Fact or Fiction: Owning Pepper Spray Is ILLEGAL in Most of Europe?

This is a fact! 

In 2016 police in Denmark sparked anger by warning a teenage girl that she faced prosecution for using pepper spray to fend off a sexual assault near an asylum seekers center. A local police spokesman said: ‘It is illegal to possess and use pepper spray, so she will likely to be charged for that.’ She also faced a £50 fine. The case has caused outrage on social media. Some people offered to pay the girl’s fine for her.

Image Source: mediajungle.dk)

Image Source: mediajungle.dk)

The European Union does not regulate pepper spray, leaving member countries free to regulate it themselves. Pepper sprays containing noxious substances are prohibited in:

  • Belgium
  • Denmark
  • Luxembourg
  • Netherlands
  • Norway
  • Greece
  • Hungary
  • Iceland
  • Ireland
  • Sweden
  • Turkey
  • United Kingdom

Where Is Pepper Spray Legal in Europe? 

In Italy − where certain formulas can be purchased, carried and operated license-free by anyone above the age of 16.

In France –trade is license-free and ownership is legal for those over 18 but carry can be punished with a fine depending from the quantity and concentration.

In the Czech Republic, Spain, Austria, Poland, Russia – possession is legal by most civilians.

In Switzerland, Germany, and Portugal, pepper spray is permitted with a license. However, the process to obtain a license in some countries can be extremely rigorous.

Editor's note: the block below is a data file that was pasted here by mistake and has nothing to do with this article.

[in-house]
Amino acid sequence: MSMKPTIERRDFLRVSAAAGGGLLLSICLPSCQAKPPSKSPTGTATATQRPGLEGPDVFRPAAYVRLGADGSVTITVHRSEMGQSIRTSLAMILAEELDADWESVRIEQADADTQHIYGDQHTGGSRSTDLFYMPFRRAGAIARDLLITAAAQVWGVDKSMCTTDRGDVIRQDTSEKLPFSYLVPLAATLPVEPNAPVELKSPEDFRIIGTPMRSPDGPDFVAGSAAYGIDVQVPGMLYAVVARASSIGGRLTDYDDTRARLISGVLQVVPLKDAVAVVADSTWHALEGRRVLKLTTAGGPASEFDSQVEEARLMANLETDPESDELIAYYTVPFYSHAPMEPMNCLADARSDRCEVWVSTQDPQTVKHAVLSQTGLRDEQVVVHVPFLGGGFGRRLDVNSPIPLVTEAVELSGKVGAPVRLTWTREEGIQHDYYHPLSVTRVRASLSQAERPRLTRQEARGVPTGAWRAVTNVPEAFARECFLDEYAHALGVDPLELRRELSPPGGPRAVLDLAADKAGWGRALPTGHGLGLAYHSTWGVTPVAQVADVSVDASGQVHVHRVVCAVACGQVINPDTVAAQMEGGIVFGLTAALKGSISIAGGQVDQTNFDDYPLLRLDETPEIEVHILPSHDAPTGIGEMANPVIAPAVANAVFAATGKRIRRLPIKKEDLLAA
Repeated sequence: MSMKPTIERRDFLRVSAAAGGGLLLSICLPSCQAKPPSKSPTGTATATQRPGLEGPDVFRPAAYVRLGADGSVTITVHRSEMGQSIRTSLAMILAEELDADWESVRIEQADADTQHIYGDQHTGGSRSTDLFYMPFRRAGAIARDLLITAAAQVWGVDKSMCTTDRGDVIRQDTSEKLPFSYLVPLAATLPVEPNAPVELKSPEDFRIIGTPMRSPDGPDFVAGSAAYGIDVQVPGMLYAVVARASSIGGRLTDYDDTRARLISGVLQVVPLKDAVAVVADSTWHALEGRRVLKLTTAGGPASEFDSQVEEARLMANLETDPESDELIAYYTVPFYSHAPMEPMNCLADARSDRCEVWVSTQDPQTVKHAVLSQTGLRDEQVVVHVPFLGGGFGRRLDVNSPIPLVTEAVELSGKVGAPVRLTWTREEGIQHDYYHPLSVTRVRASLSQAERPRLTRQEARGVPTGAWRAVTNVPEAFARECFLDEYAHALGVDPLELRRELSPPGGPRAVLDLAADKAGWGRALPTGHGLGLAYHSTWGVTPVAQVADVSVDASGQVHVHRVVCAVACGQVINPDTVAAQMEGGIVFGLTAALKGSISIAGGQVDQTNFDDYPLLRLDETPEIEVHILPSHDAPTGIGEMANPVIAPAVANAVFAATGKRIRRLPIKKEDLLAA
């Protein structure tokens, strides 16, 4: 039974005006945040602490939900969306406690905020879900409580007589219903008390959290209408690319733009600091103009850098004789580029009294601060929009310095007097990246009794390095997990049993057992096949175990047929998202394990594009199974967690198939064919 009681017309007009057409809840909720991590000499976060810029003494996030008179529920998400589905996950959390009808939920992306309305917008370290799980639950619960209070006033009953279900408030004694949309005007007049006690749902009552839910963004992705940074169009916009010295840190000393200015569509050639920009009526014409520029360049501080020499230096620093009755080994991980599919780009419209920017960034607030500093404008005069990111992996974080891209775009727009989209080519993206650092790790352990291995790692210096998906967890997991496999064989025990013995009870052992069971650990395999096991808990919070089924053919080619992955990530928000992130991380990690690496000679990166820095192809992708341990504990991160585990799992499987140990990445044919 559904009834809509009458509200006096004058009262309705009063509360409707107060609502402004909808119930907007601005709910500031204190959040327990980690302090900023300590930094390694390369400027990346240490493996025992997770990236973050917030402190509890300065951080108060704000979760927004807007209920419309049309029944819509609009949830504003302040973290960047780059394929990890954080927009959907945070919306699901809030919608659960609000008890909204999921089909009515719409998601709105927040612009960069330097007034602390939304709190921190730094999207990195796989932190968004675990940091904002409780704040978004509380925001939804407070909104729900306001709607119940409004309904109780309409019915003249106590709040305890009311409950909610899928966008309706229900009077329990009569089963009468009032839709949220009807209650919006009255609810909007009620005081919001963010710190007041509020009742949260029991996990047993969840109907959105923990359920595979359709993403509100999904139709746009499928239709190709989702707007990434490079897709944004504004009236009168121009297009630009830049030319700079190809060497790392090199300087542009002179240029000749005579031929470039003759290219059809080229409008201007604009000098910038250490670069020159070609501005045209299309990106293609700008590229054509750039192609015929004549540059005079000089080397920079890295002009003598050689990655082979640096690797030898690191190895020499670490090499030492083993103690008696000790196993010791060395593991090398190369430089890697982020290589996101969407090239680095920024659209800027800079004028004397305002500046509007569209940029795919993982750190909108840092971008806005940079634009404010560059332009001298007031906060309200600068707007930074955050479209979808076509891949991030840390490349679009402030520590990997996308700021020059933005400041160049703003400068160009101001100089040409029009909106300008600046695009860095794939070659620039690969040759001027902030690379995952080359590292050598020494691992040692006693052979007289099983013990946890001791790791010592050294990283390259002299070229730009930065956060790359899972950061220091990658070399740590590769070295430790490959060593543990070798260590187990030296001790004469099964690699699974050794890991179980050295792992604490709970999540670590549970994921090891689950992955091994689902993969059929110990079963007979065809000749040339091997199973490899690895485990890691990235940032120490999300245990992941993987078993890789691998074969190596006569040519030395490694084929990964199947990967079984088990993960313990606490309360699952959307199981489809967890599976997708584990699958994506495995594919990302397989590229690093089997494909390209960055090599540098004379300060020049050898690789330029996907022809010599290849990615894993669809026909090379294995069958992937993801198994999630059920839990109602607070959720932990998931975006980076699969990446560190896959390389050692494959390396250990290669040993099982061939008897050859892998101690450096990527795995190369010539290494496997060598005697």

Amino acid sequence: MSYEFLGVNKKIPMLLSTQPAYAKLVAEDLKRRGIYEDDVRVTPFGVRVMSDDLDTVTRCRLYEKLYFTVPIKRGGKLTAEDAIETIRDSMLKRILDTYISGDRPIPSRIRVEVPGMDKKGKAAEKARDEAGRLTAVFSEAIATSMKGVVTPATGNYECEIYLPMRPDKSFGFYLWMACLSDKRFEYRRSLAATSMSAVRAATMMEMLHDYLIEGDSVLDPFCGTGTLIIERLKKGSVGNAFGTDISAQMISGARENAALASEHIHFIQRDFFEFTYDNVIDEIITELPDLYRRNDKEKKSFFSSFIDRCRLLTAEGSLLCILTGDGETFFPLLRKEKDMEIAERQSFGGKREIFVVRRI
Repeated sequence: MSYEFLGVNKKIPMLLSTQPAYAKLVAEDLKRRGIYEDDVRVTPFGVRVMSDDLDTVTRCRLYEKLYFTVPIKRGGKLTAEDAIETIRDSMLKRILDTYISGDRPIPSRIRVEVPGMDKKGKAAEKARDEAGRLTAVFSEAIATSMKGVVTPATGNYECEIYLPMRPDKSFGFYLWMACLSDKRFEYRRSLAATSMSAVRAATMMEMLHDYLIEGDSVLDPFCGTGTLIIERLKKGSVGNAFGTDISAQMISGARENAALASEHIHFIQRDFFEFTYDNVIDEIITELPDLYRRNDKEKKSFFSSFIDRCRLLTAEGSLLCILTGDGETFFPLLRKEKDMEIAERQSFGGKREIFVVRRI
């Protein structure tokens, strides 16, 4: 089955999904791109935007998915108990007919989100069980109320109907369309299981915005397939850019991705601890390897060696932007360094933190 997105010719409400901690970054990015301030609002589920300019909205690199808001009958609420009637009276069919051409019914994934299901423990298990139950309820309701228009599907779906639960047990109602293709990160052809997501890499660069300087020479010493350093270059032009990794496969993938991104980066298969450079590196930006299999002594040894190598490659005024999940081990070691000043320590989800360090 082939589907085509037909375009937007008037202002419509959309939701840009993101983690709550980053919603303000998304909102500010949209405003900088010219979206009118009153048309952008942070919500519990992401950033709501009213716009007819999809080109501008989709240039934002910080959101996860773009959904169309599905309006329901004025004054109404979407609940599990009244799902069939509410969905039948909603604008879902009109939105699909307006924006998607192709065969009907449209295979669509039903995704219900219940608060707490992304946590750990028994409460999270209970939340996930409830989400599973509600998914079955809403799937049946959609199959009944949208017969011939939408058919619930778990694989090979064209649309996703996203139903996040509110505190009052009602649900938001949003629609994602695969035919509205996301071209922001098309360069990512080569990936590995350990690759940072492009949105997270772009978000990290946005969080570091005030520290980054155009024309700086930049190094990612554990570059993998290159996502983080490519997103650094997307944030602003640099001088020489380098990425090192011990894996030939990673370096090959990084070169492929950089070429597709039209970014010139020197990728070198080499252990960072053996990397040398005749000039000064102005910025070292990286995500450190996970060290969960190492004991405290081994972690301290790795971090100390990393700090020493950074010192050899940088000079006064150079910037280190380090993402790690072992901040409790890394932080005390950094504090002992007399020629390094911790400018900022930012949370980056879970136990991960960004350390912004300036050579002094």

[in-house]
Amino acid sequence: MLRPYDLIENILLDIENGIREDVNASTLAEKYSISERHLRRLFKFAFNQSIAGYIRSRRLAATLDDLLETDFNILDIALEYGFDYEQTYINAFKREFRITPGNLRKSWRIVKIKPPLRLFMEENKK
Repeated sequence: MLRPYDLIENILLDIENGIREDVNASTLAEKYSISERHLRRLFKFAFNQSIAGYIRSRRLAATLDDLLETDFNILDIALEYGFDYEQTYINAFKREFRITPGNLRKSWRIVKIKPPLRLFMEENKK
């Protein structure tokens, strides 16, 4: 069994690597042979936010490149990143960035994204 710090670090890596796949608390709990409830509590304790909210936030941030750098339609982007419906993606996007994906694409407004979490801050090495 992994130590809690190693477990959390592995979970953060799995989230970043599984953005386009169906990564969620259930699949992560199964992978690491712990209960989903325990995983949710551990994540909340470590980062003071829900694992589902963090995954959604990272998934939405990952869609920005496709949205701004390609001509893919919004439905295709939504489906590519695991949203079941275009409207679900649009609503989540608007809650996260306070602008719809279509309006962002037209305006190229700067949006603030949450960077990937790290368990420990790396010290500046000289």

However, even in countries where pepper spray may be legal with a license, the use of it against any person generally constitutes assault in the EU. 

Pepper Spray Is Totally Banned in the UK

Image Source: bbc.co.uk

Pepper spray is almost completely banned in the UK. Its ownership, carry and use by common citizens is banned under Section 5(1)(b) of the Firearms Act 1968.

Believe it or not, in the UK pepper spray / CS Gas is considered a firearm and carries the same legal penalties as carrying a gun does! If you are caught with pepper spray or import it, you will face arrest and a subsequent criminal record. You may even face deportation from the UK.

However, there are so-called “self-defense” spays that are legal in the UK. Often called “criminal identifier” sprays, they do not contain any noxious substances or chemicals and are not designed to injure or cause harm to others. Rather, the sprays are designed to mark an attacker with both a visible and invisible marker dye. The visible dye often takes at least 7 days to come off.

Do you think pepper spray should be legal for civilians for self-defense purposes? Or do you think some countries are right to strictly regulate their possession so that fewer people, even criminals, are harmed? Let us know in the comments below.

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